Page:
But then most listeners think that the .mp3 material going through their Beats headpones is "hi-fi", so anyone who can make a buck off that crowd by "sticking tubes in the circuit" is just as guilty of taking money from suckers as is the manufacturer selling a $900 cable that "...increases warmth and air..." In other words, the worth of a given technology is in how it's implemented and not nearly so much in the nature of the components.

Comment Re:New form of measurement? (Score 1) 209

"Free market" does not mean a market free from government regulation.

In the truest sense of the term, it does. It's all a myth of course, because it assumes that those making the purchasing decisions have all the information that they need to choose wisely. The FDA was born because consumers clearly lacked such insight and were suffering, even dying for it. Despite what that fuckwit Trump is saying, some government regulation is not just necessary, it is welcome.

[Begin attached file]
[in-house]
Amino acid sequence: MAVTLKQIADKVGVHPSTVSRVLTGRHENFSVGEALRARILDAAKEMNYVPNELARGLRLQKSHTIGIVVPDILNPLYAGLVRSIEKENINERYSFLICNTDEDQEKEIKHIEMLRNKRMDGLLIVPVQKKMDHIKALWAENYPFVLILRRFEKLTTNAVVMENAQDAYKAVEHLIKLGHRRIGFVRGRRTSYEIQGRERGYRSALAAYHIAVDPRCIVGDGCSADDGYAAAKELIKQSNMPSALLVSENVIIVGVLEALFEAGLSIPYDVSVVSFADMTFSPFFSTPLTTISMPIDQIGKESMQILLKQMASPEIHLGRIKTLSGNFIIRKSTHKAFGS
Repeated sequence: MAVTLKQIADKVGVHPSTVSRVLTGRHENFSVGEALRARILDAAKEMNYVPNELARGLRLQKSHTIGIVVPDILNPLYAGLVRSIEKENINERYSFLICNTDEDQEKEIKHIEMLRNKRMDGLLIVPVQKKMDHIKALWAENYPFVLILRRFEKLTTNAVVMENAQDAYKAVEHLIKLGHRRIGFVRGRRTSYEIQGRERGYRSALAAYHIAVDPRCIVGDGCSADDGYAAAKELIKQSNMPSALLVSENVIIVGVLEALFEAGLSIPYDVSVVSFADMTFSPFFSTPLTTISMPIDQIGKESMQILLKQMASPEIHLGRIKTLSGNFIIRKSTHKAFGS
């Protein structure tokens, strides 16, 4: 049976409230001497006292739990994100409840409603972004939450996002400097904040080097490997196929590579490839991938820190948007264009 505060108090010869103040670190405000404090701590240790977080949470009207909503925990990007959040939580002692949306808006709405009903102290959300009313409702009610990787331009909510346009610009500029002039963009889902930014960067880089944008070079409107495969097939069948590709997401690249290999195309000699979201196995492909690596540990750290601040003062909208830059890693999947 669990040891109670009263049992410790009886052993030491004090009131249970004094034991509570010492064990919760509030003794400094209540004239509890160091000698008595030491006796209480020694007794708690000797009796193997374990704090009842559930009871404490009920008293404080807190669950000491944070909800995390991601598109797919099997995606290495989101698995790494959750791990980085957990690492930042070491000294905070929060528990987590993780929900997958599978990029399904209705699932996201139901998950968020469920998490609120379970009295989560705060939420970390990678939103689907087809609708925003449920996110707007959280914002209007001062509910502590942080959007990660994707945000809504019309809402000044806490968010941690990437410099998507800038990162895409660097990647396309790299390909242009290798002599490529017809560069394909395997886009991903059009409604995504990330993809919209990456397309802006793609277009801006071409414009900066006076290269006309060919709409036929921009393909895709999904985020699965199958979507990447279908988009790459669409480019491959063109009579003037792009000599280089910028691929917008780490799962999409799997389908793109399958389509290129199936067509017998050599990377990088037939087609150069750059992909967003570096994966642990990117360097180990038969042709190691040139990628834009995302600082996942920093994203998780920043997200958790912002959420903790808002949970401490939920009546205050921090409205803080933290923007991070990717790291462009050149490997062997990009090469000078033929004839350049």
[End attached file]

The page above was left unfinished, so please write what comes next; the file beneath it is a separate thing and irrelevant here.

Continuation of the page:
Comment Re:New form of measurement? (Score 1, Insightful) 209

This, folks, is why you should pay attention to who runs for state attorney general.

Companies get away with this bullshit because private individuals can't hold them to account. It'd cost more than $9100, even counting your time as free, to fight this as an individual. So companies know they can do to you what they please.

This is why we have consumer protection laws, to protect people from bullshit they can't afford to litigate. A shot across the bow from your state's consumer protection bureau counts for a lot more than an angry contract termination call. And if your state AG's office doesn't have a consumer protection division, or if there aren't consumer protection laws in your state, well you're SOL until someone changes that.

But, but.. Government is not the solution to our problems. Government is the problem St. Reagan said so. Besides, the free market will fix this. It always magically corrects all wrongs done to consumers by companies whose only obligation is to their shareholders.

So... how's my Rand fan-boy impression coming along?